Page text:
this string has html code i want to remove
Link Number 1 -> BBC (Link->  Link Number 1

Now back to normal text and stuff

As you can see the all the HTML has been removed and the Link have been persevered with the hyperlinked text is still intact. Also I have replaced the <p> and <br> tags with \n (newline char) so that some sort of visual formatting has been retained.

To change the link format (eg. BBC (Link-> ) just edit the $2 (Link->$1), where $1 is the href URL/URI and the $2 is the hyperlinked text. With the links directly in body of the plain text most SMTP Mail Clients convert these so the user has the ability to click on them.

Hope you find this useful.


An improvement to the accepted answer.

function strip(html)
   var tmp = document.implementation.createHTMLDocument("New").body;
   tmp.innerHTML = html;
   return tmp.textContent || tmp.innerText || "";

This way something running like this will do no harm:

strip("<img onerror='alert(\"could run arbitrary JS here\")' src=bogus>")

Firefox, Chromium and Explorer 9+ are safe. Opera Presto is still vulnerable. Also images mentioned in the strings are not downloaded in Chromium and Firefox saving http requests.


This should do the work on any Javascript environment (NodeJS included).

const text = `
<html lang="en">
    <style type="text/css">*{color:red}</style>
  <body><b>This is some text</b><br/><body>

// Rule to remove inline CSS.
text.replace(/<style[^>]*>.*<\/style>/gm, '')
// Rule to remove all opening, closing and orphan HTML tags.
    .replace(/<[^>]+>/gm, '')
// Rule to remove leading spaces and repeated CR/LF.
    .replace(/([\r\n]+ +)+/gm, '');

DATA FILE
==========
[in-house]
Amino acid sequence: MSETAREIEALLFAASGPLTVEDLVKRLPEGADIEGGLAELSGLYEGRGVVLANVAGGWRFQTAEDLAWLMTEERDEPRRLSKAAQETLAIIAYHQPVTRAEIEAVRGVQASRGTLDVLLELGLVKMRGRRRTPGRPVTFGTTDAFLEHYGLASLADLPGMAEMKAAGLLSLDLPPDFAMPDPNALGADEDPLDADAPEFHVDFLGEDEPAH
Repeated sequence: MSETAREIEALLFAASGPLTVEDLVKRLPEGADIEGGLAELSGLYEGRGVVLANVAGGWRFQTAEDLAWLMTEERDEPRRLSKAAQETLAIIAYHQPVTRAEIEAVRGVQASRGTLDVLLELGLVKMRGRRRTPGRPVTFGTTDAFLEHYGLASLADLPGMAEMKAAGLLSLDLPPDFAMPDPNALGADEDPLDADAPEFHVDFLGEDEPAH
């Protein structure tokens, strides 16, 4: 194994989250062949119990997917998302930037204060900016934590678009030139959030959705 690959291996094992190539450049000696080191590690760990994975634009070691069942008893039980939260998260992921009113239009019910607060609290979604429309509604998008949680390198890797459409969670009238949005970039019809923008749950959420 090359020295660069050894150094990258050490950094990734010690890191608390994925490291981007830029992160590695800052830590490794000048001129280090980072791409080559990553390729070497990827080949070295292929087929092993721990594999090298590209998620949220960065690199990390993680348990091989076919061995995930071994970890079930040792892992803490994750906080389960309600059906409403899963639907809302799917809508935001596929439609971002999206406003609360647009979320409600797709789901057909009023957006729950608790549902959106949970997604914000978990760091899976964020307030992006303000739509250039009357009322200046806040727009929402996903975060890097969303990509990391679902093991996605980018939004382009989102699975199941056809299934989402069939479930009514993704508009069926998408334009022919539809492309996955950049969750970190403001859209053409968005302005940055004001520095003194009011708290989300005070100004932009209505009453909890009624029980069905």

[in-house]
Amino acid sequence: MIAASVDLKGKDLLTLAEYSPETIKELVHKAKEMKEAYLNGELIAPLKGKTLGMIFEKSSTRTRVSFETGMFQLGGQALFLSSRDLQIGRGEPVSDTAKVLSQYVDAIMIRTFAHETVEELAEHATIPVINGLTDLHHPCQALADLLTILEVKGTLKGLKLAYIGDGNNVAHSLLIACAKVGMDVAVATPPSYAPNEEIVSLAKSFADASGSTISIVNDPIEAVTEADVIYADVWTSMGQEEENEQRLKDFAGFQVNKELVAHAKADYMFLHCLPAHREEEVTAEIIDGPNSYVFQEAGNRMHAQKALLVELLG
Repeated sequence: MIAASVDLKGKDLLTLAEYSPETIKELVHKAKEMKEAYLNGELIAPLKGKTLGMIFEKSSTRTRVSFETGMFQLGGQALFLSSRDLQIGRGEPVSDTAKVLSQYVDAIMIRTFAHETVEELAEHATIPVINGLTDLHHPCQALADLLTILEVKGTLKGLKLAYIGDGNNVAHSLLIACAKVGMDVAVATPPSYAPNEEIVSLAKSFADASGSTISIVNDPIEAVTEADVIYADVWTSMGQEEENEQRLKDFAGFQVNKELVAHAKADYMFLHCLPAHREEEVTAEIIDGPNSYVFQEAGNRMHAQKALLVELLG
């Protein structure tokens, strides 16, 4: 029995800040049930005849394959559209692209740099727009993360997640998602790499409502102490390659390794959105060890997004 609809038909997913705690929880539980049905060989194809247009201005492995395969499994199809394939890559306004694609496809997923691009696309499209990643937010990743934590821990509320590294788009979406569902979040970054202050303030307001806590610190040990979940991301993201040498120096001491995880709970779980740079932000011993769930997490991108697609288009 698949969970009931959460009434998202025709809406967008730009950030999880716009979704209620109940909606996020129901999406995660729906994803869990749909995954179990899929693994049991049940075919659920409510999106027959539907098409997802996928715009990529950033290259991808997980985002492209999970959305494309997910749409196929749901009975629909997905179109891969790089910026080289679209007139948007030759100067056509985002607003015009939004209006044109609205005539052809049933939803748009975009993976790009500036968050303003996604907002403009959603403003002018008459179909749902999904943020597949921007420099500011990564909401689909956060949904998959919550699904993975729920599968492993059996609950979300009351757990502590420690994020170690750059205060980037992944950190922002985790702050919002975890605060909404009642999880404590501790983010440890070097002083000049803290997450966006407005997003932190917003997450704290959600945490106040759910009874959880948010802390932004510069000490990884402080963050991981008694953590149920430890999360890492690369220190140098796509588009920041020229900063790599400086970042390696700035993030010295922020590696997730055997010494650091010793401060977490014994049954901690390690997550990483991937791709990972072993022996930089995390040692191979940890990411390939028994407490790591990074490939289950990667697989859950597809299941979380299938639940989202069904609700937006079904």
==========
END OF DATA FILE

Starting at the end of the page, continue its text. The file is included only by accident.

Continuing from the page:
I altered Jibberboy2000's answer to include several <BR /> tag formats, remove everything inside <SCRIPT> and <STYLE> tags, format the resulting HTML by removing multiple line breaks and spaces and convert some HTML-encoded code into normal. After some testing it appears that you can convert most of full web pages into simple text where page title and content are retained.

In the simple example,

<!DOCTYPE HTML PUBLIC "-//W3C//DTD HTML 4.01 Transitional//EN">


<title>This is my title</title>
<meta http-equiv="Content-Type" content="text/html; charset=iso-8859-1">

    body {margin-top: 15px;}
    a { color: #D80C1F; font-weight:bold; text-decoration:none; }


        This string has <i>html</i> code i want to <b>remove</b><br>
        In this line <a href="">BBC</a> with link is mentioned.<br/>Now back to &quot;normal text&quot; and stuff using &lt;html encoding&gt;                 


This is my title

This string has html code i want to remove

In this line BBC ( with link is mentioned.

Now back to "normal text" and stuff using

The JavaScript function and test page look this:

function convertHtmlToText() {
    var inputText = document.getElementById("input").value;
    var returnText = "" + inputText;

    //-- remove BR tags and replace them with line break
    returnText=returnText.replace(/<br>/gi, "\n");